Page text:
Alum Conducts Concussion Research

Fall 2012

ordan Cottle ’11 is conducting concussion research about college and high school athletes in the Exercise Science Department at Elon University in North Carolina along with three other undergraduate students and two faculty mentors. A sophomore, Cottle is majoring in exercise science. “Within that major, I study the science behind exercise, and how exercise works, as well as how it affects the body,” he explains.

In order to research the effects of concussions on athletes, Cottle and his colleagues are giving baseline testing to athletes by assessing a variety of factors such as their balance, perception of different stimuli, and cognitive performance. “We also test their brain activity using an EEG, which is pretty much a cap that goes on their head with 32 electrodes that sense electrical brain waves. While they are wearing the EEG cap, we give them two tests, one visual and one auditory,” says Cottle. This baseline testing assesses athletes’ full cognitive health  before a head injury.

If a subject later gets a concussion, Cottle says, “We ask them to come back in soon after they are first diagnosed and
repeat the testing. We then compare the data, both baseline and post concussion, to see if there are any changes.” They give athletes post-concussion testing, and can use their data to clear them for physical activity.

“We are using our previous knowledge as well as our findings from our research to help educate athletes and keep them safe.”
 The data that we have can help determine whether or not they are healthy enough to compete,” says Cottle. Recently, Cottle and his colleagues finished baseline testing the university’s women’s volleyball and softball teams, as well as the men’s baseball team.

The main goal of their testing is to compare cognitive performance both before and after a person is diagnosed with a concussion to see if there are any massive changes in performance. “We would like to further the base of knowledge surrounding concussions, so people can be better educated when it comes to head injuries,” says Cottle.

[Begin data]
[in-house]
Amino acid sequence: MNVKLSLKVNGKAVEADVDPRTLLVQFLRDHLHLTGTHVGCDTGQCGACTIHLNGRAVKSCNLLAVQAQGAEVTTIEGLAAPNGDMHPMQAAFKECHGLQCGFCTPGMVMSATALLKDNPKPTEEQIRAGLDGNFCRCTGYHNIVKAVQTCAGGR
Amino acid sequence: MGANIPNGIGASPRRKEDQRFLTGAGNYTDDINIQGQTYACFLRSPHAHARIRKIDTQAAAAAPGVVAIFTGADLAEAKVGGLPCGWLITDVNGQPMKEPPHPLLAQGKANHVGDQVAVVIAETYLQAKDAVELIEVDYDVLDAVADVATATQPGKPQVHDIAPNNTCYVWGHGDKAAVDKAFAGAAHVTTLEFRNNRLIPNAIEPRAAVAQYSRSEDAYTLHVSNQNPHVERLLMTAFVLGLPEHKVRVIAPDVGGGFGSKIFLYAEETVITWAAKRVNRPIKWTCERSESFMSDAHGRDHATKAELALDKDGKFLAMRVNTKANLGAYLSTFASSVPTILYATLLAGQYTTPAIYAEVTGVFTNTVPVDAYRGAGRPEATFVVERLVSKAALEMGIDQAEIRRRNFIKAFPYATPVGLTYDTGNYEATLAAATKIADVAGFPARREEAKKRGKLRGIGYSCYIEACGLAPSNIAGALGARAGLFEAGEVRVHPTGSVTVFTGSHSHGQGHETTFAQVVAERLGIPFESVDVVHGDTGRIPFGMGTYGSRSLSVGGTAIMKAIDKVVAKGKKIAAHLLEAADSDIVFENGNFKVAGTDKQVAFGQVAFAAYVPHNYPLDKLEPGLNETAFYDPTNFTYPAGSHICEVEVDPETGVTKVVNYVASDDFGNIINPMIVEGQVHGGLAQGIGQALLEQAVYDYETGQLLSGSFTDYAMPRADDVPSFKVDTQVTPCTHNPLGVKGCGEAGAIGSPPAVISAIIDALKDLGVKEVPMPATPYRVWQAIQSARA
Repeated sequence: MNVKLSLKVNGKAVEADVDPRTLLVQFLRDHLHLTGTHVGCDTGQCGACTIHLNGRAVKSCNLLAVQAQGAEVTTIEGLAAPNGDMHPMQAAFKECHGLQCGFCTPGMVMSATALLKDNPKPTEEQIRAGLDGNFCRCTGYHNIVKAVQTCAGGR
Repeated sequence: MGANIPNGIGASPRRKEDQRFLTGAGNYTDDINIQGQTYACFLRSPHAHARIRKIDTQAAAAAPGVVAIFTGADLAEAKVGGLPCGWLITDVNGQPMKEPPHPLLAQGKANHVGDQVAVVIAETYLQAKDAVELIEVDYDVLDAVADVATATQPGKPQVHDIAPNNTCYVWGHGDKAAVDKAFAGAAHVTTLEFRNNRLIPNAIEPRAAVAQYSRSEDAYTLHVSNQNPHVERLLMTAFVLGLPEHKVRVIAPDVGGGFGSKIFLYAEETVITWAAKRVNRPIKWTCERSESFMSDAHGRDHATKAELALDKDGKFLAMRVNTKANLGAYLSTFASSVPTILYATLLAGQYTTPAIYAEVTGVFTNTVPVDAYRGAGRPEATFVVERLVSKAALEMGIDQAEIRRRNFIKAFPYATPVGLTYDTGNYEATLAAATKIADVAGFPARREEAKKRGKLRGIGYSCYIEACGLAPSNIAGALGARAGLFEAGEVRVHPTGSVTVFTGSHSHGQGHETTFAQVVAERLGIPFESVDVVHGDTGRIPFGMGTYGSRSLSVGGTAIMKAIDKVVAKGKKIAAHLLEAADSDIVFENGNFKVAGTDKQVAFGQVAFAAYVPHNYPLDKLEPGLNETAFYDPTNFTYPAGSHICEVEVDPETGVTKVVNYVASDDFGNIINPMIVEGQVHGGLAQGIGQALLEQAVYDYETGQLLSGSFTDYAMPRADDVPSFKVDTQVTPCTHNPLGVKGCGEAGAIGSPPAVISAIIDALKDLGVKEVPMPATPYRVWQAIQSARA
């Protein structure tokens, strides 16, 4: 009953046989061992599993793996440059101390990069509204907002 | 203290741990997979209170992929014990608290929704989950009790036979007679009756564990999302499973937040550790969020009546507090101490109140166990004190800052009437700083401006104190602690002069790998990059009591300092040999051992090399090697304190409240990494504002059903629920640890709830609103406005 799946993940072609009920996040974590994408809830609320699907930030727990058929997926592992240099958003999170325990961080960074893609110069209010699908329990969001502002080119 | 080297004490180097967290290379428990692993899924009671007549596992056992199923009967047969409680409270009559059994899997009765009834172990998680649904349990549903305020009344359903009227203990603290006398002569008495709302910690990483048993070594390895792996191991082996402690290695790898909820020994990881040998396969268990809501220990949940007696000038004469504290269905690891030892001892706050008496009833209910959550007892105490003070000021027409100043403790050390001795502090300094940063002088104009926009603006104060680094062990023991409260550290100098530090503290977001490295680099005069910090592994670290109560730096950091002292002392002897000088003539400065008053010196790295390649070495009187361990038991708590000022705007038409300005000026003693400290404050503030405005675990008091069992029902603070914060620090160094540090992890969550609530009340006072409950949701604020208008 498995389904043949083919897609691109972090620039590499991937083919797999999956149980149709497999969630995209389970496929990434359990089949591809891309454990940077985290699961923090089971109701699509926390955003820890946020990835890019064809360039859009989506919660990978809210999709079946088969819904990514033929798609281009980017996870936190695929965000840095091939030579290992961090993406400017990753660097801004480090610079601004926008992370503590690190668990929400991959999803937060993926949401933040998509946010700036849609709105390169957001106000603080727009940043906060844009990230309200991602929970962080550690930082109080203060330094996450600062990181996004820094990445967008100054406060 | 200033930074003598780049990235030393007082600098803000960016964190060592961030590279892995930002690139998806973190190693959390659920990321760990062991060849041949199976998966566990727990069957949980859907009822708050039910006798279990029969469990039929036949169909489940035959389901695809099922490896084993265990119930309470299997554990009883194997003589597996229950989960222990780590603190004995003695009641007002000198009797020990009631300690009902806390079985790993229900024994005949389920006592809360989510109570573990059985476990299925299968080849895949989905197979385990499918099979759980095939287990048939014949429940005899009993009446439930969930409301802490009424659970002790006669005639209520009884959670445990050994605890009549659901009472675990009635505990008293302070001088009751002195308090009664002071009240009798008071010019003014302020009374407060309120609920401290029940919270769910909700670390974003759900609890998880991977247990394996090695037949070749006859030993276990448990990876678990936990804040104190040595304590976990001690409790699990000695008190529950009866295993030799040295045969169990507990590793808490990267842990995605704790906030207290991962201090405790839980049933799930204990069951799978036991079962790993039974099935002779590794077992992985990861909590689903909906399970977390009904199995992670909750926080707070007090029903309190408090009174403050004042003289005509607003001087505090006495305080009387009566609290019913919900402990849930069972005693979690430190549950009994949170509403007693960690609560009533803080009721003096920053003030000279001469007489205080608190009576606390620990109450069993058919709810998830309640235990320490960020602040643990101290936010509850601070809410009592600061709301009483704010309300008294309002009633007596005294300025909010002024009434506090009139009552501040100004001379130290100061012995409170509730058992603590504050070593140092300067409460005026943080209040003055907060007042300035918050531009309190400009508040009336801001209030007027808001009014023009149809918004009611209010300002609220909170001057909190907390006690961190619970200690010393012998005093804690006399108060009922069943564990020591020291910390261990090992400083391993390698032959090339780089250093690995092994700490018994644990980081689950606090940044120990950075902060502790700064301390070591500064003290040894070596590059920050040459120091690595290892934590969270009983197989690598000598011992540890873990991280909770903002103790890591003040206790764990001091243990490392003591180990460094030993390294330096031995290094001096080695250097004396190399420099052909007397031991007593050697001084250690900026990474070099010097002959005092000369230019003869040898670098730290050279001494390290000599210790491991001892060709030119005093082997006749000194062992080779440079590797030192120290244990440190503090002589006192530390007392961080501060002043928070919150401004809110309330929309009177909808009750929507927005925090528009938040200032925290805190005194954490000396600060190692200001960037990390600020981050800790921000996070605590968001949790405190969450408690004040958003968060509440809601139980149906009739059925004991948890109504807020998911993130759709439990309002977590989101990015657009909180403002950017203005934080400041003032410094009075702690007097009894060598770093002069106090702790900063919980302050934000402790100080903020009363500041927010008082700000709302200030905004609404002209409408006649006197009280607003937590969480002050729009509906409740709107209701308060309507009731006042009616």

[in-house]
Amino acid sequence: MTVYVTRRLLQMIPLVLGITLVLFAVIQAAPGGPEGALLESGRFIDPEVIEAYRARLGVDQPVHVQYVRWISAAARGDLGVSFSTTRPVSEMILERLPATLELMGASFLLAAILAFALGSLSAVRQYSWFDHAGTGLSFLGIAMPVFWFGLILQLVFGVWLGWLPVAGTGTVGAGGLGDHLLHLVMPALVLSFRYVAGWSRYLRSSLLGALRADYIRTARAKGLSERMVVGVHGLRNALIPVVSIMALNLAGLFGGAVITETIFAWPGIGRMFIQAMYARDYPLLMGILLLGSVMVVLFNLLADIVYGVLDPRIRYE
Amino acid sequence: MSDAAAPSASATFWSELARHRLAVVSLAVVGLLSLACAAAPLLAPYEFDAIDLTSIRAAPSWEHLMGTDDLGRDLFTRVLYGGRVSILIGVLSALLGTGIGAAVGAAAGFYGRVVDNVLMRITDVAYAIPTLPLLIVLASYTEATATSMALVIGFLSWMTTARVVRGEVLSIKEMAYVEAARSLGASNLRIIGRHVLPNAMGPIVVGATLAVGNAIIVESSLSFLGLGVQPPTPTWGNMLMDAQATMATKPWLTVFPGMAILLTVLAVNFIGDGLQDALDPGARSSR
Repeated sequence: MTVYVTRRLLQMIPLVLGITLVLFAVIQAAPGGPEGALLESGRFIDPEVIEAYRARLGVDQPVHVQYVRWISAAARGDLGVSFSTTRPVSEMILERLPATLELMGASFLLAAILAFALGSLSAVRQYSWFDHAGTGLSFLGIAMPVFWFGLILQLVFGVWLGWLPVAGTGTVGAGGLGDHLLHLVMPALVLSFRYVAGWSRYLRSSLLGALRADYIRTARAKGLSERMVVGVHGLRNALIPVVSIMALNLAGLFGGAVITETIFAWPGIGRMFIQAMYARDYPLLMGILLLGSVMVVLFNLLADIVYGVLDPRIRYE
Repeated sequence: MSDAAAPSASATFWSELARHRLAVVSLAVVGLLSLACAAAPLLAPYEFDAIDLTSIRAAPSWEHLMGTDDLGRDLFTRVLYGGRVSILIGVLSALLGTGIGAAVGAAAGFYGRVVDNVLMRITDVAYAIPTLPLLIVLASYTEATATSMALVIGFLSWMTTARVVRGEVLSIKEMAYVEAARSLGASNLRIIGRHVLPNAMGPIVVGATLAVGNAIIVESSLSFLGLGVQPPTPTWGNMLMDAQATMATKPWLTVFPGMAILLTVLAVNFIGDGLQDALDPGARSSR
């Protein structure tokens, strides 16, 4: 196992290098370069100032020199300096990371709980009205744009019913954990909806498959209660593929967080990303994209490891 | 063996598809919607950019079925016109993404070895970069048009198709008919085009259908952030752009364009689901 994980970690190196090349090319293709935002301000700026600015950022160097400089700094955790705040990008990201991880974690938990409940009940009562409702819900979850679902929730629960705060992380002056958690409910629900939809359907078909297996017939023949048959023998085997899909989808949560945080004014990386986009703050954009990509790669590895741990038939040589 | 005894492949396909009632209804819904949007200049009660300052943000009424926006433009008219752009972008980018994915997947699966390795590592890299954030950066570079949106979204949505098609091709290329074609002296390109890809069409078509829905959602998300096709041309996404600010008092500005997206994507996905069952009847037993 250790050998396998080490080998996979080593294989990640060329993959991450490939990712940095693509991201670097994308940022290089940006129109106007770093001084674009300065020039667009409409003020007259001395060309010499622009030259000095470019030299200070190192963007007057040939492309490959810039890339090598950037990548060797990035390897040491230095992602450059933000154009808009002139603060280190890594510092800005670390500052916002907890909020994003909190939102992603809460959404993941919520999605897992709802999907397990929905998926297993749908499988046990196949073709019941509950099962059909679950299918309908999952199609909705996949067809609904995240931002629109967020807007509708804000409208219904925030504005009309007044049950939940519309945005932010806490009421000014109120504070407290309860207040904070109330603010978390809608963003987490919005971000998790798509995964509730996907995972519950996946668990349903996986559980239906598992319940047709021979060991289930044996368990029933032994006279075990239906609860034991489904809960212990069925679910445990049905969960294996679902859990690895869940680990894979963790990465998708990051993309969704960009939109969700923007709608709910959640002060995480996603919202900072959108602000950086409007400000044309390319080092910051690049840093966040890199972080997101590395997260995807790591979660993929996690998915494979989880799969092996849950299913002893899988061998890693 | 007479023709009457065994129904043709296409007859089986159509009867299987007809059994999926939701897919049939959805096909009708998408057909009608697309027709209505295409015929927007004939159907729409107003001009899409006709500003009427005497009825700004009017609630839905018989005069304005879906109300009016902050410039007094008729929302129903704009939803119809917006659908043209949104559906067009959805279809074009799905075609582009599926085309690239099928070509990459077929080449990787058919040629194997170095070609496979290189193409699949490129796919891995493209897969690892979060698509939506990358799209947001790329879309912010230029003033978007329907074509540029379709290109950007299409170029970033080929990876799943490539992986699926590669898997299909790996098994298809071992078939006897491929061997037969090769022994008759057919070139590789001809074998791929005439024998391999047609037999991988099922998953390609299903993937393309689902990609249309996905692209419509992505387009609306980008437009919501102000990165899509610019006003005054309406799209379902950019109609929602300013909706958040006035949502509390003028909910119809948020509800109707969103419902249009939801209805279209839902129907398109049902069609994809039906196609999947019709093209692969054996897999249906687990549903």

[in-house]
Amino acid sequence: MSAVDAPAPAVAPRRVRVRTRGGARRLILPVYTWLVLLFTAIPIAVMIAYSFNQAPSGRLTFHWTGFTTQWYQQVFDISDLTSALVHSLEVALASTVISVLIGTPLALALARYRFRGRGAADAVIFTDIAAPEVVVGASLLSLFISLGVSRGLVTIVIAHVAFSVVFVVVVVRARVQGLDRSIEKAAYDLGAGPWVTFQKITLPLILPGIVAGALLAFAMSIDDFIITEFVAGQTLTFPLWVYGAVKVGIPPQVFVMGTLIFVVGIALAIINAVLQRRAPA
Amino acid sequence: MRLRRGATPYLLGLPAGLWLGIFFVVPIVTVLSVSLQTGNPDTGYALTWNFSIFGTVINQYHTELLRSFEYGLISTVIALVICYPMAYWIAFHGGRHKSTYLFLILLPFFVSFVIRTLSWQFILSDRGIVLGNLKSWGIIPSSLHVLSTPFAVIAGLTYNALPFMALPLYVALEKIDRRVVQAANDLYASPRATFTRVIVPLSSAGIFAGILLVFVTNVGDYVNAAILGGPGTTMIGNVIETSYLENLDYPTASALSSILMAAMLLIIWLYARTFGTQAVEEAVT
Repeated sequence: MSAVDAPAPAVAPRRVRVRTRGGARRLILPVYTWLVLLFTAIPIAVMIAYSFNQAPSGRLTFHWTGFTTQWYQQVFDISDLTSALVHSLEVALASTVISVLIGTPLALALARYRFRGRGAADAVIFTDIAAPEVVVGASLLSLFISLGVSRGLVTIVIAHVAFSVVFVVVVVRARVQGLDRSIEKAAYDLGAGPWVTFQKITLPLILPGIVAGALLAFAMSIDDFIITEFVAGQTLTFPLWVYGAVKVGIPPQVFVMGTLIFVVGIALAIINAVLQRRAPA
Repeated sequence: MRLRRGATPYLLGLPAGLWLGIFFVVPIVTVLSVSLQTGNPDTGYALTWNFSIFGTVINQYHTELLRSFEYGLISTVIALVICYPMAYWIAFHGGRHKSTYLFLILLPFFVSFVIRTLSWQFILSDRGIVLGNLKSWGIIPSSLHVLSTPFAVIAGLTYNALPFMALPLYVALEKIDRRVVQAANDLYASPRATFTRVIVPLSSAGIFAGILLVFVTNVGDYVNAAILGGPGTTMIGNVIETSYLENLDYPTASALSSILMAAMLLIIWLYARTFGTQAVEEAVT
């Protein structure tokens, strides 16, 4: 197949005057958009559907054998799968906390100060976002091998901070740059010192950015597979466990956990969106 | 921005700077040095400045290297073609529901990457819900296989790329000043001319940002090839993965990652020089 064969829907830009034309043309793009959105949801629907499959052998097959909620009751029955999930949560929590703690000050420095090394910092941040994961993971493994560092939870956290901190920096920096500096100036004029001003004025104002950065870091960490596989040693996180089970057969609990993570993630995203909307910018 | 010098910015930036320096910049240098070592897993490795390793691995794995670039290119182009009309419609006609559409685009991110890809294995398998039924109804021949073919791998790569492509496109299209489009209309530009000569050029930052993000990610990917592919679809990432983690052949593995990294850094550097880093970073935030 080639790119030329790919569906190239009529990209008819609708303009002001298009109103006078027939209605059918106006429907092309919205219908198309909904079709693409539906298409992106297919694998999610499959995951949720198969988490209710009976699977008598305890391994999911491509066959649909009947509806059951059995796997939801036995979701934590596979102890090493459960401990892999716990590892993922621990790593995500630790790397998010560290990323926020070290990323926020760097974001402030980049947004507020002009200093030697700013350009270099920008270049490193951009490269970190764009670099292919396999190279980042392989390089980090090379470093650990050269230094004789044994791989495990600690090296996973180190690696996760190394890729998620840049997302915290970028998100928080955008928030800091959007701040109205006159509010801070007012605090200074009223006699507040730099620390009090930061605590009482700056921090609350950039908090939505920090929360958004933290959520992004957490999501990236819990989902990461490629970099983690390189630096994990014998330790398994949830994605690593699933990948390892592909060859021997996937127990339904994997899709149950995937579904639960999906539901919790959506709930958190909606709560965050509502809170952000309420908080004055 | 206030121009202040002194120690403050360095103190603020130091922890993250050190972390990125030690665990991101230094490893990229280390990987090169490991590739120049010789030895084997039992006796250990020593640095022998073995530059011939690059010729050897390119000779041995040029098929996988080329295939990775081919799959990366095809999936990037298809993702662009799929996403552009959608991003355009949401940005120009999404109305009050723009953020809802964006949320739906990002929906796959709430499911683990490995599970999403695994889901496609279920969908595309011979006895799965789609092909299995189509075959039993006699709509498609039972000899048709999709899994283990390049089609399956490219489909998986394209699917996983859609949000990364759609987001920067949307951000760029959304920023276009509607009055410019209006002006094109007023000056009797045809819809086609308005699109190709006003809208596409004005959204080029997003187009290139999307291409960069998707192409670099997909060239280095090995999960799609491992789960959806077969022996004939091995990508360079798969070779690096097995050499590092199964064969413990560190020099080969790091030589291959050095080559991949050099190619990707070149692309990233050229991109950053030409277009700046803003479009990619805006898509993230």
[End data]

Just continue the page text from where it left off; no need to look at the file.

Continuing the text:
This study has been under way for three years. Cottle became involved this year after the students who were previously involved graduated. “My faculty mentors were looking for students to bring on to continue to work on the study. I took a Kinesiology class last spring with Dr. Caroline Ketcham, who is one of my mentors. She thought I showed that I could be a very motivated and hard working student, so she and my other mentor, Dr. Eric Hall, asked me if I was interested in being a part of this project,” he says. In August, he met with the professors and after learning more about the research, Cottle signed on to the project. “They thought it was great that I was a sophomore because I can continue to work on the project for the next three years and build it into something that I really care about,” he says.

Cottle says he uses a lot of the skills he learned at Innovation Academy in his research. “IACS taught me to be motivated and hard working, which is why Dr. Ketcham asked me to be a part of the project. IACS taught me so much about how to be a leader as well, which really helps while conducting tests on subjects. I also learned how to work very well with a team, which I have to do all the time on this project since I am working with five other people. I use so many of the skills I learned while at Innovation Academy in real life as well as while working on this project.”

While Cottle says their research has mostly focused on college athletes, they have also tested high school students. “The testing we do on high school students is slightly different. We bring in a whole high school football team on a Saturday morning, so we usually have between 30 and 60 kids. Since there are so many people, we do not have time to do the EEG test, so we just do everything
else,” he says. 

All of the high school students also receive a 40-minute information session from an athletic trainer about the dangers of concussions and why it is so important to go through the correct rehabilitation
stages before going back to full contact competition. “I really feel that this is a great part of the project,” says Cottle.

“Concussions can be very dangerous. It is very important that kids who are subject to concussions know the dangers of head injuries and the correct way to recover from them. If a concussion is not treated correctly and the athlete returns to competition still concussed, the consequences can be huge.”

After graduation, Cottle plans to attend graduate school. “Right now I am thinking about either furthering my studies by focusing on strength and conditioning training, or getting into cardiac and pulmonary rehab. In either field, I would love to do more research,” he says. “I love what I do, because we are using our previous knowledge as well as our findings from our research to help educate athletes and keep them safe.”

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